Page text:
Six weeks from giving birth, when his heart stopped
NICOLE Cross was six weeks away from giving birth to her first born son when his heart stopped beating.
She knew something was wrong when she didn't feel him kicking in the womb, as he usually does, when she had a cold drink at lunch.
"I felt a bit funny, and I had a midwife appointment that afternoon and that's where we found out we had lost him... they found that his heart had stopped beating," Ms Cross said.
Doctors induced her and Kolby was born without breath on March 10 last year weighing about 5 pounds.
Ms Cross and her husband Ivan made the choice to take their son home with them to say their last goodbyes.
The Mackay couple are speaking out about their experience to inform parents who may experience stillbirth that they too can bring their baby home with the use of a cooling cot or "cuddle cot".
A cuddle cot is a device that keeps the baby's body at a cool 8C to slow the decomposing process.
They began fund raising shortly after their experience. Local businesses, family and friends pitched in and now the couple will be donating a cuddle cot to local undertakers Newhaven Funerals.
"We just want to put it out there to the community that this is available if you would like," Ms Cross said.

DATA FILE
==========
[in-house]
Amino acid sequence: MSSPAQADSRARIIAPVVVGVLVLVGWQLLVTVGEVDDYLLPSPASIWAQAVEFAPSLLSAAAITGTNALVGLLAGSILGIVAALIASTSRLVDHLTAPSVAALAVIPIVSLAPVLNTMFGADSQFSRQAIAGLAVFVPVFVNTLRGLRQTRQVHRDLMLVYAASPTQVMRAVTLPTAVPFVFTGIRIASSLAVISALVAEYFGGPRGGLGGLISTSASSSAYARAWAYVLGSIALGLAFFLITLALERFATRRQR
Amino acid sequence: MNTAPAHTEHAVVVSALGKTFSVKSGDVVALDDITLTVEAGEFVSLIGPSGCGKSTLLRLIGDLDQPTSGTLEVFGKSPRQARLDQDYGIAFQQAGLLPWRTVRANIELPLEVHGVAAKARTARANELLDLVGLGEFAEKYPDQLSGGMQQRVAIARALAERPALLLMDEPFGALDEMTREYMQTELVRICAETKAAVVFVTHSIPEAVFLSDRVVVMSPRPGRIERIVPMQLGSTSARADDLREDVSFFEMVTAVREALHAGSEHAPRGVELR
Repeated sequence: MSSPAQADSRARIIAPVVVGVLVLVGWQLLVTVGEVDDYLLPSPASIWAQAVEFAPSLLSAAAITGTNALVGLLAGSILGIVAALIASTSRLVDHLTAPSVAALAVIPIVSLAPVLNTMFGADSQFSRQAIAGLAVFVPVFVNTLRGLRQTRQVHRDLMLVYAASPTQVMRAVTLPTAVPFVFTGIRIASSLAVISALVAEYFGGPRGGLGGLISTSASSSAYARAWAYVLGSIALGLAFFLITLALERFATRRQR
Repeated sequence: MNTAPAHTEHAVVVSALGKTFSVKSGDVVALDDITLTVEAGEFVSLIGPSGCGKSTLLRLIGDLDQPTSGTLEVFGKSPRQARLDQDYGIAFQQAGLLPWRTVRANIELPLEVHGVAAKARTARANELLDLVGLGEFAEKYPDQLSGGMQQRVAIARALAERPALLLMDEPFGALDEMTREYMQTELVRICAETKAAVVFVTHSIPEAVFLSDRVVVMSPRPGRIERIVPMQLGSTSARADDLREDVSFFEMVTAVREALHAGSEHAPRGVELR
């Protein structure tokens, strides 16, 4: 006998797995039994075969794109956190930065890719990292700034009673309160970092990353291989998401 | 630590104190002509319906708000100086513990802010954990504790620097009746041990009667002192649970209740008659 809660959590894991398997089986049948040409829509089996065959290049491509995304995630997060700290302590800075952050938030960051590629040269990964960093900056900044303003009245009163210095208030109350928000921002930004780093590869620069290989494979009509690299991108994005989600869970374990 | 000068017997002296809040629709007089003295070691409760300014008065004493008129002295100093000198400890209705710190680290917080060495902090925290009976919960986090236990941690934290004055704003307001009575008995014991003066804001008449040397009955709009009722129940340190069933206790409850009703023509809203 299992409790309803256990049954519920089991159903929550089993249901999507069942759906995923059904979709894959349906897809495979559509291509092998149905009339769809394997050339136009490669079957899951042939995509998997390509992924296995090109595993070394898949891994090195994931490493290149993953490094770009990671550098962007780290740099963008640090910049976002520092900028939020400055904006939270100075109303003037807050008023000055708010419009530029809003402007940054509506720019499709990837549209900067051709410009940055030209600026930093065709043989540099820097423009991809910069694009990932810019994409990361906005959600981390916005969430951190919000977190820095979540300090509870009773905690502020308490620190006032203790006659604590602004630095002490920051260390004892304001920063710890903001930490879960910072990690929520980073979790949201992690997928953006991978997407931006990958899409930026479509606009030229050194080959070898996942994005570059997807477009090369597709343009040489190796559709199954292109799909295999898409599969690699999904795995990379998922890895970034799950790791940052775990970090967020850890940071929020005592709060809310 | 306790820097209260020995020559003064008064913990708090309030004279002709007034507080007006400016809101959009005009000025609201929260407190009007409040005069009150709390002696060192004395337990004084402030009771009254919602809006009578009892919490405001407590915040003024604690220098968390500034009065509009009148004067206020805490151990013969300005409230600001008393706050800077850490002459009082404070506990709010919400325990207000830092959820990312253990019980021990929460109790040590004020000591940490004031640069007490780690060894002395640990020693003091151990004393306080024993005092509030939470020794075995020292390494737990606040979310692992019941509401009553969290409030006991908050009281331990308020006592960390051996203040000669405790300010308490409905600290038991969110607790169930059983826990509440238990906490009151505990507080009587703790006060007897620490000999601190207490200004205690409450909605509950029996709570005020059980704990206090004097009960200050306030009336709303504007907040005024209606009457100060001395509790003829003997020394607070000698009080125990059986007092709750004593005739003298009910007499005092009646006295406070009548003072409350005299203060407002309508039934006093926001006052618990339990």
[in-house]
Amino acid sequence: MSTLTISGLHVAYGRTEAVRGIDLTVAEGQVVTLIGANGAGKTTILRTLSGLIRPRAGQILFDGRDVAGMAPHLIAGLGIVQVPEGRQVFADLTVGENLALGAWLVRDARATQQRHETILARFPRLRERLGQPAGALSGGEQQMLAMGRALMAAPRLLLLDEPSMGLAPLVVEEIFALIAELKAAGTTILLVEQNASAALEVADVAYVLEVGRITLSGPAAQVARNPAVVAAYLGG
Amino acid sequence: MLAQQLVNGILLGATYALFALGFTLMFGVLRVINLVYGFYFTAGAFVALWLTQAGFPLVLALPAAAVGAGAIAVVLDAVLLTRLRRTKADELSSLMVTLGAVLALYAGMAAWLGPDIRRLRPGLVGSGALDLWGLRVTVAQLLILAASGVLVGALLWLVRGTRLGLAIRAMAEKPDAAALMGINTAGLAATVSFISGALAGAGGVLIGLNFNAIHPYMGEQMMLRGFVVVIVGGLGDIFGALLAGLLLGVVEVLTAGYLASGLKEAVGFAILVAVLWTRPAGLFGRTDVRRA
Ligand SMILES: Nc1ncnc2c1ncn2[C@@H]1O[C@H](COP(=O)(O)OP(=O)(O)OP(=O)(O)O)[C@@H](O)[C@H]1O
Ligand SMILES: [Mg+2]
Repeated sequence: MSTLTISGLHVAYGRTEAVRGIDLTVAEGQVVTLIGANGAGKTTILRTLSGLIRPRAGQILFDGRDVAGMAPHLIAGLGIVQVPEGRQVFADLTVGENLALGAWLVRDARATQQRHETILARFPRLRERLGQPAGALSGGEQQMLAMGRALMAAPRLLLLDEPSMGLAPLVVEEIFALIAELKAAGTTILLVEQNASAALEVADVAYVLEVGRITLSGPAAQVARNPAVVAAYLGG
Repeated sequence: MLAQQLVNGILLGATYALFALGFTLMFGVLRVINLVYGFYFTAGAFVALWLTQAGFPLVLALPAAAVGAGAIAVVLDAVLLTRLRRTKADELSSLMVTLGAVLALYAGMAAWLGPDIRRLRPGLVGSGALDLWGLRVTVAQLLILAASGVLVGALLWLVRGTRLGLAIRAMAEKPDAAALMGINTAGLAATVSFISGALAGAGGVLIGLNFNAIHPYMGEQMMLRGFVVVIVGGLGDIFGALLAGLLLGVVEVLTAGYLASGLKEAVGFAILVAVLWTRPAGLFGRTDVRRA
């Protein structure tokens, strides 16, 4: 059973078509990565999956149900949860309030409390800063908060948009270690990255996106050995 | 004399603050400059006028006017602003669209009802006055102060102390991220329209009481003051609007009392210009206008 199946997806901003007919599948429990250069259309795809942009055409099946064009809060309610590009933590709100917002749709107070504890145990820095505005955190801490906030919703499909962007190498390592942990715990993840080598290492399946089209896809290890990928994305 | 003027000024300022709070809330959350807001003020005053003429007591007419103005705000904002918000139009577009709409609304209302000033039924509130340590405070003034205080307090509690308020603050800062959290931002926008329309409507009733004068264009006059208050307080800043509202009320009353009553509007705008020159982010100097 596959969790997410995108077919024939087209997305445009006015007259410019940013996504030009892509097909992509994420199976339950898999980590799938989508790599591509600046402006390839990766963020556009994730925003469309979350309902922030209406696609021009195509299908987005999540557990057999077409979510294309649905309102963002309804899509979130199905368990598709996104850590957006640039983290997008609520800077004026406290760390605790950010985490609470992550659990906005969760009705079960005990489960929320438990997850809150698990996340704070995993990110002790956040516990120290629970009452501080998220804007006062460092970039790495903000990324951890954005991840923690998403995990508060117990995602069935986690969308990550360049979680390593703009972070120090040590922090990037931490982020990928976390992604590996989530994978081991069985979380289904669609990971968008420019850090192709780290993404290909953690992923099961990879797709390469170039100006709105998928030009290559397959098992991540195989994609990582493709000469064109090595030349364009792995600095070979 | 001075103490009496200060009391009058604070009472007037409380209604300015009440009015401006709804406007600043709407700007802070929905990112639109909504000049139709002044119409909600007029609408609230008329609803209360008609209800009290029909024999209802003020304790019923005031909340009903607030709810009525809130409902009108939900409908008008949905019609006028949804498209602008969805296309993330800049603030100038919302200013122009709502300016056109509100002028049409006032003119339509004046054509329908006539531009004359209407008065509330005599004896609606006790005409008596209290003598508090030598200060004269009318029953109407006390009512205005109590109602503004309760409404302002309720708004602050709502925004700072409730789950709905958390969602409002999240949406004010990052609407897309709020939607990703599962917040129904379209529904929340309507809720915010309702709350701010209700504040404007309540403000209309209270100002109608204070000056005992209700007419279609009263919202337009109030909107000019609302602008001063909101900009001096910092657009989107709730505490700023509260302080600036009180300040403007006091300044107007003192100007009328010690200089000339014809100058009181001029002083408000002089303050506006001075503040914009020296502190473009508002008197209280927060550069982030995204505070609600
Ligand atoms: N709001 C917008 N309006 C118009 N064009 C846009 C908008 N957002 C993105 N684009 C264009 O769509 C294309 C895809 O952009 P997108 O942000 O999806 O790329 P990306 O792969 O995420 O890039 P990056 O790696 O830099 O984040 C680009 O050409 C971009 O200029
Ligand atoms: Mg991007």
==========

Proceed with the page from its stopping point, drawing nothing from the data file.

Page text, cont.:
"We wouldn't wish this upon anyone, to happen to, but it is available."
At 22-weeks into the pregnancy Ms Cross found out Kolby had a hole in his heart.
She said taking him home helped her heal from his sudden passing.
"It was quite a shock, there was no real lead up apart from the hole in the heart, which the surgeons down in Brisbane said he would need one operation after he was born and everything should be fine," she said.
"We were pretty shattered."
The Cross' spent about 24 hours with their stillborn son.
"I think it's good for the grieving process, we got to hold him, we got to do things with him, have him there at home with us and have time to say goodbye," Ms Cross, 30, said.
"We just agreed that that is what we would do, we would take him home. He will come home to the home that he was supposed to.
Stillbirth and Neonatal Death Society Queensland branch president Tina Thurtle said almost 600 families in the state will experience stillbirth in an average year. Nationally, one baby is born still every four hours on average.
"The most important thing for people who have experienced stillbirth, is that you need to have time to help create memories, even though your baby is not alive," she said.
"[Parents] need time to consider their options and make decisions [the cuddle cot is] a really great opportunity to spend that time with their baby."
The SANDS support group meets every fourth Tuesday of the month at the Women's Centre on Shakespeare St.
Ms Cross said Kolby will always be a part of their lives.
"I think it gave me a lot of strength in itself to have him there at home in our own time," she said.
"Kolby's room is still set up and there's nothing that I would give away.
"Hopefully in the near future we will have another one that can use his or her brother's stuff."
Any parent who has experienced stillbirth and requires counselling can call SANDS on 1300 072 637.